international public law, the following principles:
- Nonintervention in the internal affairs of the respective
- The strictest neutrality in the questions or difficulties
which may occur between two or more of the contracting
Republics. Notwithstanding this, if any of these Republics
shall permit, encourage, or protect the organization of
factions within its territory, or shall invade another
state, causing a “de facto” rupture, then the neutral
Republics shall make common cause and shall constitute
themselves into a defensive alliance with the state offended
or invaded, until they shall obtain the reestablishment of
- Arbitration as the sole method of settling or solving all
questions or difficulties which may arise between the
signatory Republics, whatever their cause, nature, or object
Art. 2. For the safeguard and application
of these fundamental principles a periodical delegation is
established, composed of five plenipotentiaries, one being named by
each of the Governments of Central America. This delegation shall be
called the “Central American Diet,” and it shall hold its inaugural
session on the 1st of January of the year 1893.
The sessions of the Central American Diet shall last ninety days,
which may be extended, at the will of said diet, when the affairs of
which it must take cognizance or the, public interest demand it; and
it may adjourn before the expiration of the term mentioned if it
should deem it expedient.
The meetings of the Central American Diet shall take place, in turn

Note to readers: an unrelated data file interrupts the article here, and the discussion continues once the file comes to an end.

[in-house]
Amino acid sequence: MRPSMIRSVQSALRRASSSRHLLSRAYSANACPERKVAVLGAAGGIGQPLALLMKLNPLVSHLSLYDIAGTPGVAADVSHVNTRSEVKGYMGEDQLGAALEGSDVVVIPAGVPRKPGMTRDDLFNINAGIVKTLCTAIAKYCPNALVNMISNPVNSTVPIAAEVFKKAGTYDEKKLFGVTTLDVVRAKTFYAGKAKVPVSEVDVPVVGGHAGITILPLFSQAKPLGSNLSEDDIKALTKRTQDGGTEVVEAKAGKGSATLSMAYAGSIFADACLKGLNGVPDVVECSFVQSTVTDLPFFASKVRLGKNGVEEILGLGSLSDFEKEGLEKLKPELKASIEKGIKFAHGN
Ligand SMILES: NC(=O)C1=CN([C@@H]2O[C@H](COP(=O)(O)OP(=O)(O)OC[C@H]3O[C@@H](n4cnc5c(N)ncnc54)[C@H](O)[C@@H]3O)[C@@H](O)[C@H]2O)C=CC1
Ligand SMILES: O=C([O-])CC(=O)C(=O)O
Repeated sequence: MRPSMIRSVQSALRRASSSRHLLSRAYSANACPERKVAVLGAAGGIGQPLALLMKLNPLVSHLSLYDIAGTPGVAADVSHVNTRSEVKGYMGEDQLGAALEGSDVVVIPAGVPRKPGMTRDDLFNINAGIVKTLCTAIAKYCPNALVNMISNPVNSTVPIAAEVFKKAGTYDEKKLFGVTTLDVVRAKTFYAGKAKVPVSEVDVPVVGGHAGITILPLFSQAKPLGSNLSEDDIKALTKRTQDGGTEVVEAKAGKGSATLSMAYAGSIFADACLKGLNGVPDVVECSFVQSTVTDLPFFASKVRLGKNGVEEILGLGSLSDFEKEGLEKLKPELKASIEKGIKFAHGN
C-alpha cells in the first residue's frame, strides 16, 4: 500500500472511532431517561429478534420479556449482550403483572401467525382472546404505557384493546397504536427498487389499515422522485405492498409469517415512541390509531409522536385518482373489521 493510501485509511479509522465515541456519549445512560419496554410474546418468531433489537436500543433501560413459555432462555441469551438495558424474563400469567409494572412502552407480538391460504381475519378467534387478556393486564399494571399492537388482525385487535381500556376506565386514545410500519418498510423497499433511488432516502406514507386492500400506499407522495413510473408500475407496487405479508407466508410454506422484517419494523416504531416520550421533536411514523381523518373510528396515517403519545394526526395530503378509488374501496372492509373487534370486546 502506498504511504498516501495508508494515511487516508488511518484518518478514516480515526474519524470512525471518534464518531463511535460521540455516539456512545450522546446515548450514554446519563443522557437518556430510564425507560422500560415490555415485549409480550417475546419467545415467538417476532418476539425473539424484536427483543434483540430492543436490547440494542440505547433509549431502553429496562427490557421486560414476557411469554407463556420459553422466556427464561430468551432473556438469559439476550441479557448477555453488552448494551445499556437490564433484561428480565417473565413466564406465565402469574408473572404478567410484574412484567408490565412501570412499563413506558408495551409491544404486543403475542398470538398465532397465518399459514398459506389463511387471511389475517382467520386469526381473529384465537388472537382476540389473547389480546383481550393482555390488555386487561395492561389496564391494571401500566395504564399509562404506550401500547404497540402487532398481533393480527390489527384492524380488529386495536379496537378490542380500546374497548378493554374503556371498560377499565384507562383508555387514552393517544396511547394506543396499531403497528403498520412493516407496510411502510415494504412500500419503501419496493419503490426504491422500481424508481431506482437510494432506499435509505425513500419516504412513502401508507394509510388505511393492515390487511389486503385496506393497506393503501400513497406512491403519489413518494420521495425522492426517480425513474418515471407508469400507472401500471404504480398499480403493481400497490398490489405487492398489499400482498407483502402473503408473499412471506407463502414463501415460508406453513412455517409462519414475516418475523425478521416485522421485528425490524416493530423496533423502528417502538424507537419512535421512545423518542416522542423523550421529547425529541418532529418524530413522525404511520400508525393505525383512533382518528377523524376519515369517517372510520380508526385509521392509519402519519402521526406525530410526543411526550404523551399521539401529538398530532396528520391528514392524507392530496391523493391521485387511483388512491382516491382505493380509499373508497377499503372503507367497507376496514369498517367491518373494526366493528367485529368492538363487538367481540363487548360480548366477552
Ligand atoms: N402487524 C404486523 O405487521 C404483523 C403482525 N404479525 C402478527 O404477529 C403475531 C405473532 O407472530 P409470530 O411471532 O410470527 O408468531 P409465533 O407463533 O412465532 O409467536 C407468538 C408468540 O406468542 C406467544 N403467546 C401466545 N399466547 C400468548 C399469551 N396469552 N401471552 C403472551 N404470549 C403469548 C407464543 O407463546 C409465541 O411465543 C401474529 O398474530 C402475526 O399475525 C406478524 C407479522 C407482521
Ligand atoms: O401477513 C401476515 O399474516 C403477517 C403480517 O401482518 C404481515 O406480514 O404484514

each year, in the capitals of the contracting Republics, Guatemala,
Salvador, Honduras, Nicaragua, and Costa Rica.
Art. 3. The Central American Diet has the
- To offer its pacific mediation when there is danger of any
disagreement between the contracting Republics.
- To settle, as arbitrators, questions which may be
submitted to it if pacific mediation should not suffice to
end the dispute.
Art. 4. The Central American Diet has
moreover the following functions:
- To draw up all the treaties involving private
international law in criminal, civil, commercial, and
- To draw up treaties for the Central American customs,
monetary, postal, and telegraphic union.
Art. 5. When the signatory Republics wish
to submit their disagreements or questions to the arbitration of the
Central American Diet, the Republic believing itself menaced or
offended shall present to the diet, through its plenipotentiary, a
memorandum stating the grounds of complaint. The plenipotentiary of
the Republic against which the memorandum shall have been drawn up
shall present one of explanations. If in that one there should also
be complaints, the plenipotentiary who took the initiative shall
With these documents before them the plenipotentiaries of the
Republics not directly interested in the question shall deliberate
in regard to the means of conciliation which may appear the most
equitable and efficacious, and shall submit them to the
consideration of the plenipotentiaries of the differing Republics,
in order to try to reach an agreement.
If such agreement can not he attained, the competent